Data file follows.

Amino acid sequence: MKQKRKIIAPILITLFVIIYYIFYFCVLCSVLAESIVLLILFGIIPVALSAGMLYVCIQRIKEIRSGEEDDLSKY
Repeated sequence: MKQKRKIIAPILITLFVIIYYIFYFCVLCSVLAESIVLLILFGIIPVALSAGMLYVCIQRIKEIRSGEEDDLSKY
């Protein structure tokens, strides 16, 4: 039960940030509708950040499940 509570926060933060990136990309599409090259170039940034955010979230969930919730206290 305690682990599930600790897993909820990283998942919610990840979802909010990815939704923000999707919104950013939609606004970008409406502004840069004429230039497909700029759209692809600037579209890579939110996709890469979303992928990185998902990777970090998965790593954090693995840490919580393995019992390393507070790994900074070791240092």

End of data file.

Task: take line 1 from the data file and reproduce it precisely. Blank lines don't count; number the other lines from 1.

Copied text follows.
Amino acid sequence: MKQKRKIIAPILITLFVIIYYIFYFCVLCSVLAESIVLLILFGIIPVALSAGMLYVCIQRIKEIRSGEEDDLSKY